Degraded Voices Through Mobile Phones and Their Neural Effects: A Possible Risk of Using Mobile Phones During Driving

This study examines if voices through mobile phones were degraded more seriously in a moving car than in a parked car, and if so, how such degradations would burden the listener's brain. The authors first studied qualities of voices transmitted from a mobile phone in a building to another in the same building or in a car. The voices were found to be often degraded and the degradations were classified in one of the three types: delay of transmission, spectral distraction (distractions in the spectral structure of the voices) and silent interruptions. The interruptions occurred more frequently and longer if the car with the phone for receiving was moving than at rest. Secondly, brain responses to the interruptions were measured with magnetoencephalography. Findings showed that the cortex was bilaterally activated both at starts and ends of the interruptions. A previous study had shown that these activities are reduced to sources in the brain for auditory perception and auditory attention. The overall findings indicate that if a driver is listening to voices through a mobile phone while driving, his resources for auditory perception and auditory attention should already be used even if voices through the phones are not degraded. These resources are further taxed when the voices through the mobile phone are degraded, which implies further risks of using mobile phones while driving.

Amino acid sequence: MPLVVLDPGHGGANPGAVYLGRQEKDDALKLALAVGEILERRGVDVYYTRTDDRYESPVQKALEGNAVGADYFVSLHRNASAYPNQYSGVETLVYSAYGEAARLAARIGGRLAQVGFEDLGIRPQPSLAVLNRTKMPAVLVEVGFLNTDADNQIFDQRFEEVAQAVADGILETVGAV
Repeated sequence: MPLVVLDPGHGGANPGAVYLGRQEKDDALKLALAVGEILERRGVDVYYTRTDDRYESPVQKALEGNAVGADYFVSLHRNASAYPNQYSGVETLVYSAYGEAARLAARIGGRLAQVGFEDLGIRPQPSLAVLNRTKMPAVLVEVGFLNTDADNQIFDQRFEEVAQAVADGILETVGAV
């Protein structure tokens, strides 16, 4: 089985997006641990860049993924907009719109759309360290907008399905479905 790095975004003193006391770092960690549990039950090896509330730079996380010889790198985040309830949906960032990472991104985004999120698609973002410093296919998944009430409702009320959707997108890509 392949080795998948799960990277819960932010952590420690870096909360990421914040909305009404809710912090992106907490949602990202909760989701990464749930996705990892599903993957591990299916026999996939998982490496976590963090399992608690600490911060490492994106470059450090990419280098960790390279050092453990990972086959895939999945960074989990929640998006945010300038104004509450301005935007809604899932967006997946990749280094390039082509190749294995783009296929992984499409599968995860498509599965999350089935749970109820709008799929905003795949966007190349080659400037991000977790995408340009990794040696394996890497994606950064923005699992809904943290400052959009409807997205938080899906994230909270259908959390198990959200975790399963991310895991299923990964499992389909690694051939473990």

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Filing Info

  • Accession Number: 01003389
  • Record Type: Publication
  • Files: TRIS, ATRI
  • Created Date: Aug 27 2005 6:15PM